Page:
Some aspiring entrepreneurs need to be provided with support on nights and weekends as they are working during the day. Some entrepreneurs are parents, who would prefer access to support programs that work around their kid’s schedule. Other aspiring entrepreneurs are more likely to take advantage of programming as a student at a university or community college. 

These varying programs need to be developed to serve entrepreneurs at different stages. The accelerators and incubators that exist today are primarily geared towards serving a very specific tech-focused, high growth area of entrepreneurship. While these resources are extremely valuable, they also fail to serve the vast majority of entrepreneurs: the side hustlers, the small business owners, the service providers, the solopreneurs, the mom-and-pop shops, and the list goes on.

For many of these reasons, I was inspired to create the Figure Your Sh*t Out (FYSO) Accelerator program. I wanted to develop a support system for founders that I wish I had when starting my entrepreneurial journey. The name was a joke at first, but we ultimately realized that helping entrepreneurs  “figure their sh*t out” was the primary goal of the program and set the tone for the type of community we wanted to build.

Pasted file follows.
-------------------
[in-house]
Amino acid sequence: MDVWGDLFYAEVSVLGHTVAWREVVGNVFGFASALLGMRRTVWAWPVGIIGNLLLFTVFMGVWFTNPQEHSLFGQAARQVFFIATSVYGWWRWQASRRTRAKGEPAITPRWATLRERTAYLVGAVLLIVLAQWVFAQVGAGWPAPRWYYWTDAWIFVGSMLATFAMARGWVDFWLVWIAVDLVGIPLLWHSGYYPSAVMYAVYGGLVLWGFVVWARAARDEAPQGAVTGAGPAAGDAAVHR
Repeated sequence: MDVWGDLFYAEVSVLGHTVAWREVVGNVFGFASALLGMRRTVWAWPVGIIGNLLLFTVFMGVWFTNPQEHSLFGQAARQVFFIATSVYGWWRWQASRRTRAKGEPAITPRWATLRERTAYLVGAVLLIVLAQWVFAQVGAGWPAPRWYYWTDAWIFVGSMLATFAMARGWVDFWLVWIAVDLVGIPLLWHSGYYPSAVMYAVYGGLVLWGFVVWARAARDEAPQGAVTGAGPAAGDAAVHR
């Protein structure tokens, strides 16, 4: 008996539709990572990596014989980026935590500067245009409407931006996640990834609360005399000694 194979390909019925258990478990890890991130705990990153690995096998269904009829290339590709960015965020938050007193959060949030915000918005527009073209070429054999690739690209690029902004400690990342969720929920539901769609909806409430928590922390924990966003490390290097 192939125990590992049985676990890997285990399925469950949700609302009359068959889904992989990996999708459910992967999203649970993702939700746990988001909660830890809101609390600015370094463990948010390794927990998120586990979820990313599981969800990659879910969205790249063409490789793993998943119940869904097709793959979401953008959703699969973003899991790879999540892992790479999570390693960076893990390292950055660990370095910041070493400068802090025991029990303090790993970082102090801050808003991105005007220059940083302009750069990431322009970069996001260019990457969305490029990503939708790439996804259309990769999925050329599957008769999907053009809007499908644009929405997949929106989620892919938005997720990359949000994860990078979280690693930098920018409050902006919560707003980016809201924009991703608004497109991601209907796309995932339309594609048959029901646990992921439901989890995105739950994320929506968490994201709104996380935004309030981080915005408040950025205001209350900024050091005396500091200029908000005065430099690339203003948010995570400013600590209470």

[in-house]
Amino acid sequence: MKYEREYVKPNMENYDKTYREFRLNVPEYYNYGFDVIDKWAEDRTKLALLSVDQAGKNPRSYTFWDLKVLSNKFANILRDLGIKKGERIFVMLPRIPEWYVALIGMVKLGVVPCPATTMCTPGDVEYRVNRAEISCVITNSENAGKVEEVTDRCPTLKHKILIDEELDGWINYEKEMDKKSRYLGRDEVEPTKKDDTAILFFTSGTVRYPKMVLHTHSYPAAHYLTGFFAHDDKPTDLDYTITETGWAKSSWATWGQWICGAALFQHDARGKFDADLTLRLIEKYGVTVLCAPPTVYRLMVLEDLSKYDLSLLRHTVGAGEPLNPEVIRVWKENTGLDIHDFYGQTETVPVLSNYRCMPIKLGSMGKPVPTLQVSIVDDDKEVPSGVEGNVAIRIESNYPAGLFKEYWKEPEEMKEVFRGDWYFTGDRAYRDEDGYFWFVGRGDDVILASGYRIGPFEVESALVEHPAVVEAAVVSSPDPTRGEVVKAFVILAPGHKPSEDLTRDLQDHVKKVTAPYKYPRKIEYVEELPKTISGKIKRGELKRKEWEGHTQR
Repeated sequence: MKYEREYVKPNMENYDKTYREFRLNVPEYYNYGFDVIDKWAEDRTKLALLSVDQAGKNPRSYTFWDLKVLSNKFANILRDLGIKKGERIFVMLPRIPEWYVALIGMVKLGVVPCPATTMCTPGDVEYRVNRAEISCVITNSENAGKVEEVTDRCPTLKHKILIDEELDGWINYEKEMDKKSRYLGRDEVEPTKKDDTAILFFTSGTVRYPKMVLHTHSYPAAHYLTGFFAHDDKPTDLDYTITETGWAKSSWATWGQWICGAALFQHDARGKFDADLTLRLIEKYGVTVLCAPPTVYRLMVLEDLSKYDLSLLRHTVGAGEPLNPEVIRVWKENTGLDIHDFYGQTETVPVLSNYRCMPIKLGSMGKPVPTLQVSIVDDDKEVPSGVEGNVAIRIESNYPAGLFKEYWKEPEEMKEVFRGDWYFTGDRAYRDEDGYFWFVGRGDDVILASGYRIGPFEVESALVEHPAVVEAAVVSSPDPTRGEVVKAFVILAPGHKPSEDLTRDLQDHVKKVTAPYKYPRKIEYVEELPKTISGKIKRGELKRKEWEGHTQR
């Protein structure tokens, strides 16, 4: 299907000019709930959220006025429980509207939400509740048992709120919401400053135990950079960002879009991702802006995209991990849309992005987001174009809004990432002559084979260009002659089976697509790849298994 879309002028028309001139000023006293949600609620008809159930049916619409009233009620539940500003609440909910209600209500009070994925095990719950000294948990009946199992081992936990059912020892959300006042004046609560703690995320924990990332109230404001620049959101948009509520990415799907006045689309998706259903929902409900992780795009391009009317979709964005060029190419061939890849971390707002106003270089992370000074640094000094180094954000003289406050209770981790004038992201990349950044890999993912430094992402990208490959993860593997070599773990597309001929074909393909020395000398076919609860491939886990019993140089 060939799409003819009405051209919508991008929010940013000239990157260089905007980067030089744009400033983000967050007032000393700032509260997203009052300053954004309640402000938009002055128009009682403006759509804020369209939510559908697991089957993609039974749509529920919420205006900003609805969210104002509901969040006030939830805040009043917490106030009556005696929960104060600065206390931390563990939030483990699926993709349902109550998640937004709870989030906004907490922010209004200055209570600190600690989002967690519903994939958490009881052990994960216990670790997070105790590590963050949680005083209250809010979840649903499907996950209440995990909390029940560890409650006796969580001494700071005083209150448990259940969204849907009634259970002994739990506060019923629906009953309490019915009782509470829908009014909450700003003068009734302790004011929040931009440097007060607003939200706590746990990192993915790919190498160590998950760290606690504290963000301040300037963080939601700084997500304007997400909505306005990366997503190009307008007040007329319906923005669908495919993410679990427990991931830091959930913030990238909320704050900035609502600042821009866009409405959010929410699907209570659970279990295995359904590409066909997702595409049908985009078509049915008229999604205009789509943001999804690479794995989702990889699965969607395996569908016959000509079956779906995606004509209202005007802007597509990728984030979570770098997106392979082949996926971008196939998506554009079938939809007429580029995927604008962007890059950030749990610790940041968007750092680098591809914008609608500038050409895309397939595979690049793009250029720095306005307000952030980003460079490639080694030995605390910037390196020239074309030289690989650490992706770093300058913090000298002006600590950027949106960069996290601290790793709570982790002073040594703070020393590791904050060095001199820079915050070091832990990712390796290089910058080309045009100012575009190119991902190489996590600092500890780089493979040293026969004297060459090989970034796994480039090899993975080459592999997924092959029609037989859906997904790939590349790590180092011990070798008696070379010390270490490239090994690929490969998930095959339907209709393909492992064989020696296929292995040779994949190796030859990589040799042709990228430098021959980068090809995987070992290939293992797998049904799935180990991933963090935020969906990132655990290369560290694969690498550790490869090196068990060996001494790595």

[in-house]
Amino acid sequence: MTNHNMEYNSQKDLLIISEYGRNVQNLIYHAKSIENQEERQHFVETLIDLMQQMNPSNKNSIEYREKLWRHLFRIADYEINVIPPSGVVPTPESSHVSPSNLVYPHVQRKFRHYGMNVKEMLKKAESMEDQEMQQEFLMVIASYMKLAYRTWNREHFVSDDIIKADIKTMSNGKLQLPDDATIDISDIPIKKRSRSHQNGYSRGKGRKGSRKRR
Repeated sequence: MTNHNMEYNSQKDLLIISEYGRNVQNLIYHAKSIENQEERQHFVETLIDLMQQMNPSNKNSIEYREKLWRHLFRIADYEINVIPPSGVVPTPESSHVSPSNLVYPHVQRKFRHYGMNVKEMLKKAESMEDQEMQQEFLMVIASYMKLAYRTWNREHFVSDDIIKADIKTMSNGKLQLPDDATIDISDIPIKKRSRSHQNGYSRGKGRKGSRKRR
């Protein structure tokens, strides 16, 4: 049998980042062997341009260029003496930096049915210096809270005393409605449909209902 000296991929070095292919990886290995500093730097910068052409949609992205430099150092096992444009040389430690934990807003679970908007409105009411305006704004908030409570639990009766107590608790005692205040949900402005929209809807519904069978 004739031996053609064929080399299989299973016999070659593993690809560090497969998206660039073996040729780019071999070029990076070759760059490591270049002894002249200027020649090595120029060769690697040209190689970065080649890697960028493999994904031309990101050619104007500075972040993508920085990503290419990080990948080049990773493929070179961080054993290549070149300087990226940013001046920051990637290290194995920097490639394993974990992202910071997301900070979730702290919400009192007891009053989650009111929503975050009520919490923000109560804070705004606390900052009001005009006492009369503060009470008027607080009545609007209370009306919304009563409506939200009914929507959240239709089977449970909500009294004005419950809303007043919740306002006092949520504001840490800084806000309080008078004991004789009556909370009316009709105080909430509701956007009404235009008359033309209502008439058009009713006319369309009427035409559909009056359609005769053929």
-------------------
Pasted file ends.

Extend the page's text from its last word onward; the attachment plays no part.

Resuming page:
FYSO is the first accelerator program for mission-driven founders that focuses on creating a safe space to test their big ideas, hone their business models, and figure their sh*t out, within a supportive community. We focus on community and collaboration over competition. We also let founders define what success looks like for themselves. We don’t push an agenda of high growth. Instead, our focus is on giving them the tools and leadership skills necessary to become successful entrepreneurs or innovators. 

We piloted the program with a diverse group of entrepreneurs, purposefully composed of 50% men and 50% women. When the program officially launched in the fall of 2019, there were 9 womxn entrepreneurs who joined our first cohort. In our second cohort we’ve welcomed some amazing men into the program and we currently have 22 founders participating, 78% of which are womxn and 38% of which are BIPOC founders. 

We believe our emphasis on serving mission-driven entrepreneurs, as well as our focus on helping develop participants as leaders that are empowered to define success on their terms, is what has led to the program’s diverse and inclusive community.